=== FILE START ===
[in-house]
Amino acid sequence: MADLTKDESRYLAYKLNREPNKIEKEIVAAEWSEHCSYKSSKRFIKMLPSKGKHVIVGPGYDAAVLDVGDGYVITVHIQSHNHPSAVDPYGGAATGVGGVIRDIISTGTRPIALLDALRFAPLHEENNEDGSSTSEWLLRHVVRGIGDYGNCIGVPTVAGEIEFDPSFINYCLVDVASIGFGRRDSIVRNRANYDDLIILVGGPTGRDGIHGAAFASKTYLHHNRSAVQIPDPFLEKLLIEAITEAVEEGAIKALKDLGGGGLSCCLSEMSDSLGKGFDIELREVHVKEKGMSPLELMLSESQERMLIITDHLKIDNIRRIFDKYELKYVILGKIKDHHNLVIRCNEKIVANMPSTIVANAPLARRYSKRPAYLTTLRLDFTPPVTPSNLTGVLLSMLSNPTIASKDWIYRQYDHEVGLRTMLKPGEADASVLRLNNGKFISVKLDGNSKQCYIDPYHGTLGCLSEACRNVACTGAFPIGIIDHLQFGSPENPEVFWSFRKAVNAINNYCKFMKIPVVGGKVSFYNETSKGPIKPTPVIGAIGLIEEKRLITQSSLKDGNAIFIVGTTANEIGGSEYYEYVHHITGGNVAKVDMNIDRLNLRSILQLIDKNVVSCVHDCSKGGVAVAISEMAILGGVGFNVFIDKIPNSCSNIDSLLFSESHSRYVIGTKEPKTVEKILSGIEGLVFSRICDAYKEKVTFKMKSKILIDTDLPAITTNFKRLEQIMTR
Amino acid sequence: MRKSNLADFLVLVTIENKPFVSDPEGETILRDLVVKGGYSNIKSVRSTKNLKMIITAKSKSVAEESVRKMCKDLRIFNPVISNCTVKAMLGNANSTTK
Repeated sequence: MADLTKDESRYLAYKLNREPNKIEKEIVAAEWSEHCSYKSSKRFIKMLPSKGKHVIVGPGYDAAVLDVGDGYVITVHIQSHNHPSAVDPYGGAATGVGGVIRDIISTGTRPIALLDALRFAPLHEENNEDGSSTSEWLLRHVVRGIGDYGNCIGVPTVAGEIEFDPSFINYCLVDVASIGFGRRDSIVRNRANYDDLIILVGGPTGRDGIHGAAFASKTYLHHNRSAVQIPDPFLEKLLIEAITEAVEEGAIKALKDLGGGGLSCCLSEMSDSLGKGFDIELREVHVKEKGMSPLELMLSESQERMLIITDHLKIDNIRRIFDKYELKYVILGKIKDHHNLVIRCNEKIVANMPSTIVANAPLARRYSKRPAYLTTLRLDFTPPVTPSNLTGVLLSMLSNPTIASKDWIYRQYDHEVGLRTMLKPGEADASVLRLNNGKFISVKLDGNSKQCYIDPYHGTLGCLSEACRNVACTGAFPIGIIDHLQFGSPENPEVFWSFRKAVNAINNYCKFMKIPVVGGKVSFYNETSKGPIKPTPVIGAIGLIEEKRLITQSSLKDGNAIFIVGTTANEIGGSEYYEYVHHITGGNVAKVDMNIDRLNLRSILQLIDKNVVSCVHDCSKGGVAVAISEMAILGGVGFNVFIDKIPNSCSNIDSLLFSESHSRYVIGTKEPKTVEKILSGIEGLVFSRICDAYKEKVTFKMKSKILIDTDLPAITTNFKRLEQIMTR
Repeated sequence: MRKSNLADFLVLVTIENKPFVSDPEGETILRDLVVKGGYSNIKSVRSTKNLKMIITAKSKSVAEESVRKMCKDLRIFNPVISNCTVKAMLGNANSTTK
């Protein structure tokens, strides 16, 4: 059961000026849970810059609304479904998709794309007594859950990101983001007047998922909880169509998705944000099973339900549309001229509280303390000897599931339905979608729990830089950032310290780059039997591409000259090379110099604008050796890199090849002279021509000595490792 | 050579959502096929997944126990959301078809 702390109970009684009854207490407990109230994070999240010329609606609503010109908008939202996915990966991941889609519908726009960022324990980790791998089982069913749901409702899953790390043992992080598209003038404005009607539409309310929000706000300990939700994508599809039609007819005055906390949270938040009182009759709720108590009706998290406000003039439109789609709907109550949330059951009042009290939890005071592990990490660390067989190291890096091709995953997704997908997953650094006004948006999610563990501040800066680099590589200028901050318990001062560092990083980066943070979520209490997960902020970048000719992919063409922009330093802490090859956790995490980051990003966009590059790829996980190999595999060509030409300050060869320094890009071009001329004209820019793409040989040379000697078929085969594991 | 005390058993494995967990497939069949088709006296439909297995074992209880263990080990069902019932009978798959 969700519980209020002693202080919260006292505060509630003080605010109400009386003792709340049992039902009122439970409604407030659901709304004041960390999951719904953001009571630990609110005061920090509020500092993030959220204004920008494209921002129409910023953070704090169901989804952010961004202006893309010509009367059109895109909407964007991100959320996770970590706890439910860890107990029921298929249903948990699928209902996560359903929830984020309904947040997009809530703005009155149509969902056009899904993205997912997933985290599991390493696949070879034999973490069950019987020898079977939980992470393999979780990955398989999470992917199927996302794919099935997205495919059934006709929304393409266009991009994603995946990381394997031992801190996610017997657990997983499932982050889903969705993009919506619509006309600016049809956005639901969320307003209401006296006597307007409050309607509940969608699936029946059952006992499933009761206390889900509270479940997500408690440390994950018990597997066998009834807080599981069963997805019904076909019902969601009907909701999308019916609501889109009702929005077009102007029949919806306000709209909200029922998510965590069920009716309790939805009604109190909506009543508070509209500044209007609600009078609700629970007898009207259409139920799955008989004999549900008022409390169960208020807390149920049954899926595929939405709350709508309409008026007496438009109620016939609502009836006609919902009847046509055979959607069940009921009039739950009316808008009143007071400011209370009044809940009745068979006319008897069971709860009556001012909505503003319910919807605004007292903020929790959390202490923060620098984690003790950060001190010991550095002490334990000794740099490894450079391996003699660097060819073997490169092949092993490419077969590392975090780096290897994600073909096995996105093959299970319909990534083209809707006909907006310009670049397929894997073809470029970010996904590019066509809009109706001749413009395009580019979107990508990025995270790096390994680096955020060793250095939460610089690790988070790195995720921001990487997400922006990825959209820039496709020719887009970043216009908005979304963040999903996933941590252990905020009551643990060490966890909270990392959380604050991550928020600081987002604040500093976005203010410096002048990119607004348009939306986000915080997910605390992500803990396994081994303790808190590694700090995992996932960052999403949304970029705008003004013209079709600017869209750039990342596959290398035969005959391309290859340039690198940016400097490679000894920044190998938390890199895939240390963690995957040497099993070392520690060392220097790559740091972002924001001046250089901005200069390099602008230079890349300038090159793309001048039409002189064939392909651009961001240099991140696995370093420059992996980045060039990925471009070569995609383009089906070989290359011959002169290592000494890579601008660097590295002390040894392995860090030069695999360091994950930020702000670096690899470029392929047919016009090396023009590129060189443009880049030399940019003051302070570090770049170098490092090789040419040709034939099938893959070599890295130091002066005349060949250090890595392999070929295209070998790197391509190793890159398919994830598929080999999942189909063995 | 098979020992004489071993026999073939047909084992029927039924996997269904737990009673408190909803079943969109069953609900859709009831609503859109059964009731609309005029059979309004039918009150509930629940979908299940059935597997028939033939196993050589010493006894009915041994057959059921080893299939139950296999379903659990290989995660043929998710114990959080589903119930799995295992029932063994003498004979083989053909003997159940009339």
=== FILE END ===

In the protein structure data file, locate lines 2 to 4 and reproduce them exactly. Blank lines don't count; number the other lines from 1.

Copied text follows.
Amino acid sequence: MADLTKDESRYLAYKLNREPNKIEKEIVAAEWSEHCSYKSSKRFIKMLPSKGKHVIVGPGYDAAVLDVGDGYVITVHIQSHNHPSAVDPYGGAATGVGGVIRDIISTGTRPIALLDALRFAPLHEENNEDGSSTSEWLLRHVVRGIGDYGNCIGVPTVAGEIEFDPSFINYCLVDVASIGFGRRDSIVRNRANYDDLIILVGGPTGRDGIHGAAFASKTYLHHNRSAVQIPDPFLEKLLIEAITEAVEEGAIKALKDLGGGGLSCCLSEMSDSLGKGFDIELREVHVKEKGMSPLELMLSESQERMLIITDHLKIDNIRRIFDKYELKYVILGKIKDHHNLVIRCNEKIVANMPSTIVANAPLARRYSKRPAYLTTLRLDFTPPVTPSNLTGVLLSMLSNPTIASKDWIYRQYDHEVGLRTMLKPGEADASVLRLNNGKFISVKLDGNSKQCYIDPYHGTLGCLSEACRNVACTGAFPIGIIDHLQFGSPENPEVFWSFRKAVNAINNYCKFMKIPVVGGKVSFYNETSKGPIKPTPVIGAIGLIEEKRLITQSSLKDGNAIFIVGTTANEIGGSEYYEYVHHITGGNVAKVDMNIDRLNLRSILQLIDKNVVSCVHDCSKGGVAVAISEMAILGGVGFNVFIDKIPNSCSNIDSLLFSESHSRYVIGTKEPKTVEKILSGIEGLVFSRICDAYKEKVTFKMKSKILIDTDLPAITTNFKRLEQIMTR
Amino acid sequence: MRKSNLADFLVLVTIENKPFVSDPEGETILRDLVVKGGYSNIKSVRSTKNLKMIITAKSKSVAEESVRKMCKDLRIFNPVISNCTVKAMLGNANSTTK
Repeated sequence: MADLTKDESRYLAYKLNREPNKIEKEIVAAEWSEHCSYKSSKRFIKMLPSKGKHVIVGPGYDAAVLDVGDGYVITVHIQSHNHPSAVDPYGGAATGVGGVIRDIISTGTRPIALLDALRFAPLHEENNEDGSSTSEWLLRHVVRGIGDYGNCIGVPTVAGEIEFDPSFINYCLVDVASIGFGRRDSIVRNRANYDDLIILVGGPTGRDGIHGAAFASKTYLHHNRSAVQIPDPFLEKLLIEAITEAVEEGAIKALKDLGGGGLSCCLSEMSDSLGKGFDIELREVHVKEKGMSPLELMLSESQERMLIITDHLKIDNIRRIFDKYELKYVILGKIKDHHNLVIRCNEKIVANMPSTIVANAPLARRYSKRPAYLTTLRLDFTPPVTPSNLTGVLLSMLSNPTIASKDWIYRQYDHEVGLRTMLKPGEADASVLRLNNGKFISVKLDGNSKQCYIDPYHGTLGCLSEACRNVACTGAFPIGIIDHLQFGSPENPEVFWSFRKAVNAINNYCKFMKIPVVGGKVSFYNETSKGPIKPTPVIGAIGLIEEKRLITQSSLKDGNAIFIVGTTANEIGGSEYYEYVHHITGGNVAKVDMNIDRLNLRSILQLIDKNVVSCVHDCSKGGVAVAISEMAILGGVGFNVFIDKIPNSCSNIDSLLFSESHSRYVIGTKEPKTVEKILSGIEGLVFSRICDAYKEKVTFKMKSKILIDTDLPAITTNFKRLEQIMTR